A diet rich in plant foods and the maintenance of a healthy body weight could prevent four million cases of cancer worldwide, conclude two reports, one by the World Cancer Research Fund, and the other by the Committee on the Medical Aspects of Food and Nutrition Policy in the UK.

Both reports emphasize the importance of increasing intake of fibre and of fruits and vegetables to five or more servings daily. Both also recommend a reduction in daily red and processed meat consumption to less than 80-90 g the equivalent of two rashers of bacon or a ham sandwich.

Commenting on the findings, Dr Ian Johnson of the Institute of Food Research says that the evidence for the protective effects of fruit and vegetables is very strong and that “evidence for the protective effects of diet on cancer is much stronger than that of the adverse effects” (BMJ, 1997; 315: 831).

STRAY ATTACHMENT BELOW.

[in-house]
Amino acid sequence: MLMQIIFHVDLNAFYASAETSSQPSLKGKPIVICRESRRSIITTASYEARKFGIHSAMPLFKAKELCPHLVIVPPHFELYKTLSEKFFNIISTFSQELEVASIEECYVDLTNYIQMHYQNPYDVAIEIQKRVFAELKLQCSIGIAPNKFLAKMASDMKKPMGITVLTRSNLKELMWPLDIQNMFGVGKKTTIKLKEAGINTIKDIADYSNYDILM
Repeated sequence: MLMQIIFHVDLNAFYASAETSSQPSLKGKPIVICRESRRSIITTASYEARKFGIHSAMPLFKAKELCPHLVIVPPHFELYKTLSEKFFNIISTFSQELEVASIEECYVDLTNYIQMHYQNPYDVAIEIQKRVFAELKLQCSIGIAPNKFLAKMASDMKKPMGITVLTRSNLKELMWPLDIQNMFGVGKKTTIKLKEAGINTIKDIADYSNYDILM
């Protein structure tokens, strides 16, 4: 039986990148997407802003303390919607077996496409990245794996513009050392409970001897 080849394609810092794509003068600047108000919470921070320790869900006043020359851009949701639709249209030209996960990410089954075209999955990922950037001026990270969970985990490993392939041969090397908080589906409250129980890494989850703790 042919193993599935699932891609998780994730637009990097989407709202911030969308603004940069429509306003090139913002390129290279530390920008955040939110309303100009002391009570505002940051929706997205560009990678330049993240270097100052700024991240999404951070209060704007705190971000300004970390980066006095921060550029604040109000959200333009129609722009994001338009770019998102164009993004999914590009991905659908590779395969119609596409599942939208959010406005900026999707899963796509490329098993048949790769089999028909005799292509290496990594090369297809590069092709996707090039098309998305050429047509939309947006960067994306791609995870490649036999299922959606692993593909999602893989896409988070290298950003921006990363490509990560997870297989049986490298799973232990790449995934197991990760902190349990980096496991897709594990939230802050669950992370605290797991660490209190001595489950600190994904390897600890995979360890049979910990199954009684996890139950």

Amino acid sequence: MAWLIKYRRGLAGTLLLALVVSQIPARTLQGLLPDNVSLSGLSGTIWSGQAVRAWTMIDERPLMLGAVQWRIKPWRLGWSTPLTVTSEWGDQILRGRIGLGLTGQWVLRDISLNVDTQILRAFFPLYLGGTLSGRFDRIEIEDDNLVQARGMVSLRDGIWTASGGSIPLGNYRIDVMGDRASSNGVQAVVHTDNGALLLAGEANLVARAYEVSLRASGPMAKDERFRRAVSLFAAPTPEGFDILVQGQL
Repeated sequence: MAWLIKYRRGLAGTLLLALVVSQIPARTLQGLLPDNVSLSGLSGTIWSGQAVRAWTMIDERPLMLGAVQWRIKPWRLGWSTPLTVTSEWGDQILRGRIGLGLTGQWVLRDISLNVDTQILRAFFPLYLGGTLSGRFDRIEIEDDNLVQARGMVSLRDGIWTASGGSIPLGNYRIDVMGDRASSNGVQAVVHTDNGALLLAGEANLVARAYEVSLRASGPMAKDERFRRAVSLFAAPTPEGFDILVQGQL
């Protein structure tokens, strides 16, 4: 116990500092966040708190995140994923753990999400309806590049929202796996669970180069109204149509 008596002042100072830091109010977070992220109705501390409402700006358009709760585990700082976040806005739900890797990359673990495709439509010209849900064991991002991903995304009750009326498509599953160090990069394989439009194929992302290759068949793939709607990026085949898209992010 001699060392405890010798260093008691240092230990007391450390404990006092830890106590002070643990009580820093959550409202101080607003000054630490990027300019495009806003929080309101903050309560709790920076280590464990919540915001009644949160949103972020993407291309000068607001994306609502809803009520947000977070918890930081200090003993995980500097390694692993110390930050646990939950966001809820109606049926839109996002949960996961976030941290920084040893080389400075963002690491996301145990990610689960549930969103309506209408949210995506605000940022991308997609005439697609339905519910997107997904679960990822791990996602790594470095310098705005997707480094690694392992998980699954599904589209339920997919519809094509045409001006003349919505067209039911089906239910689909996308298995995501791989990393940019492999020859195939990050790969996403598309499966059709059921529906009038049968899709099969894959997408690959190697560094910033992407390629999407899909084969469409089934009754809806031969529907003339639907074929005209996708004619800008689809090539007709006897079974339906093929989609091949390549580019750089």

For more information see WDDTY’s Cancer Handbook.

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Written by What Doctors Don't Tell You

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